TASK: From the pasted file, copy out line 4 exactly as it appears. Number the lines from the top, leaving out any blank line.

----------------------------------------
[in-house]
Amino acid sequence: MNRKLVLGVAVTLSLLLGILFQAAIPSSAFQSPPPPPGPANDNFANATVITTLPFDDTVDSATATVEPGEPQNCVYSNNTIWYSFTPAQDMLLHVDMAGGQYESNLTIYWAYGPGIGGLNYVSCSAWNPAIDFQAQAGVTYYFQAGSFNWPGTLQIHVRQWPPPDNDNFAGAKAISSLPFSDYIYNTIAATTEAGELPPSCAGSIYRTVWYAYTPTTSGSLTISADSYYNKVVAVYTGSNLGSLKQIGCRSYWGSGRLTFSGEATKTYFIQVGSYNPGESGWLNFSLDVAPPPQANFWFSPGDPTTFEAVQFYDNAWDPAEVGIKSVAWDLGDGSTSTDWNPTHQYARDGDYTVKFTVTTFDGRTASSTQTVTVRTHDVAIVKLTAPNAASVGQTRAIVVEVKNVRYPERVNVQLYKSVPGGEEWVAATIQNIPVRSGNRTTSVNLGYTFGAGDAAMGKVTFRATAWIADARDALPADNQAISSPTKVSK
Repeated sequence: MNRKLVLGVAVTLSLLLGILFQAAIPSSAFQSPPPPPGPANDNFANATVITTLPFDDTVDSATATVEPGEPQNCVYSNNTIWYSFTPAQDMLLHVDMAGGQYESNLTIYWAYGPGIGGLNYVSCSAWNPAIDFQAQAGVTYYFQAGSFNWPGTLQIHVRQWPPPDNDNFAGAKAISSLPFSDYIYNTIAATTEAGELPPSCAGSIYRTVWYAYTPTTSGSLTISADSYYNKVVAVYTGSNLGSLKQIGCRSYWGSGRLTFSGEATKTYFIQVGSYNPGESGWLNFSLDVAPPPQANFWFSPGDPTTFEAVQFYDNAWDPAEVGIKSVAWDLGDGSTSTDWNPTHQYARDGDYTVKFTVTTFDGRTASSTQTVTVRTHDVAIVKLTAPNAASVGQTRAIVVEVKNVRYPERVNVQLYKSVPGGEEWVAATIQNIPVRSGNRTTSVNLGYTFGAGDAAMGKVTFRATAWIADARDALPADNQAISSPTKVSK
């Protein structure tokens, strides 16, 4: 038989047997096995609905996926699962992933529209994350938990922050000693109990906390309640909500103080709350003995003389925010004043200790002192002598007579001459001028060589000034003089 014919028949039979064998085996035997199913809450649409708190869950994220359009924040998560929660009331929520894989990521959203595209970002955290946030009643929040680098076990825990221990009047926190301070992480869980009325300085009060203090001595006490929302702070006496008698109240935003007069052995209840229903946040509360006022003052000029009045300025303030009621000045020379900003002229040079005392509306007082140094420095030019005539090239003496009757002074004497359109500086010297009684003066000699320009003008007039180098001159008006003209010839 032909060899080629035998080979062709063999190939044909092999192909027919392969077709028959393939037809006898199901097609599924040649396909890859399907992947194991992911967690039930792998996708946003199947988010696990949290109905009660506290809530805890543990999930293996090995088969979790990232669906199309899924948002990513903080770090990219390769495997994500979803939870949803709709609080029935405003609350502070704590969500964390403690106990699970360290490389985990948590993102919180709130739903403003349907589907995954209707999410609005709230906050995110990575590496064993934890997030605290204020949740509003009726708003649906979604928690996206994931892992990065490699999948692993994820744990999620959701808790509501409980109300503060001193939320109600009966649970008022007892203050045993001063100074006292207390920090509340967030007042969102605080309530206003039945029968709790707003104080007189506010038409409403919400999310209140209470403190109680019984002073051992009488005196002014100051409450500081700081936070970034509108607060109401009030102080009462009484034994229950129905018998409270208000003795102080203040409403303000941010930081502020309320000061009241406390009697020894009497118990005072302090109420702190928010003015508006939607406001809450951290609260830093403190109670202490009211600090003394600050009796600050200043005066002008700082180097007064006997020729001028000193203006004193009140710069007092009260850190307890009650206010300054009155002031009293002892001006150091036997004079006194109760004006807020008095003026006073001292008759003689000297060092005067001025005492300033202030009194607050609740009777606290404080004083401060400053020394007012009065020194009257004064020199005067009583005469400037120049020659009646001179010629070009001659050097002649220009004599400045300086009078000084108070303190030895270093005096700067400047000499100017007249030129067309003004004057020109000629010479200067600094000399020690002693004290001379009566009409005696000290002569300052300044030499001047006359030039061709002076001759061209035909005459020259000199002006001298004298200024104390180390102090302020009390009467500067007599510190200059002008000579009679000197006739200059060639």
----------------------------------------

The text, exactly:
């Protein structure tokens, strides 16, 4: 038989047997096995609905996926699962992933529209994350938990922050000693109990906390309640909500103080709350003995003389925010004043200790002192002598007579001459001028060589000034003089 014919028949039979064998085996035997199913809450649409708190869950994220359009924040998560929660009331929520894989990521959203595209970002955290946030009643929040680098076990825990221990009047926190301070992480869980009325300085009060203090001595006490929302702070006496008698109240935003007069052995209840229903946040509360006022003052000029009045300025303030009621000045020379900003002229040079005392509306007082140094420095030019005539090239003496009757002074004497359109500086010297009684003066000699320009003008007039180098001159008006003209010839 032909060899080629035998080979062709063999190939044909092999192909027919392969077709028959393939037809006898199901097609599924040649396909890859399907992947194991992911967690039930792998996708946003199947988010696990949290109905009660506290809530805890543990999930293996090995088969979790990232669906199309899924948002990513903080770090990219390769495997994500979803939870949803709709609080029935405003609350502070704590969500964390403690106990699970360290490389985990948590993102919180709130739903403003349907589907995954209707999410609005709230906050995110990575590496064993934890997030605290204020949740509003009726708003649906979604928690996206994931892992990065490699999948692993994820744990999620959701808790509501409980109300503060001193939320109600009966649970008022007892203050045993001063100074006292207390920090509340967030007042969102605080309530206003039945029968709790707003104080007189506010038409409403919400999310209140209470403190109680019984002073051992009488005196002014100051409450500081700081936070970034509108607060109401009030102080009462009484034994229950129905018998409270208000003795102080203040409403303000941010930081502020309320000061009241406390009697020894009497118990005072302090109420702190928010003015508006939607406001809450951290609260830093403190109670202490009211600090003394600050009796600050200043005066002008700082180097007064006997020729001028000193203006004193009140710069007092009260850190307890009650206010300054009155002031009293002892001006150091036997004079006194109760004006807020008095003026006073001292008759003689000297060092005067001025005492300033202030009194607050609740009777606290404080004083401060400053020394007012009065020194009257004064020199005067009583005469400037120049020659009646001179010629070009001659050097002649220009004599400045300086009078000084108070303190030895270093005096700067400047000499100017007249030129067309003004004057020109000629010479200067600094000399020690002693004290001379009566009409005696000290002569300052300044030499001047006359030039061709002076001759061209035909005459020259000199002006001298004298200024104390180390102090302020009390009467500067007599510190200059002008000579009679000197006739200059060639």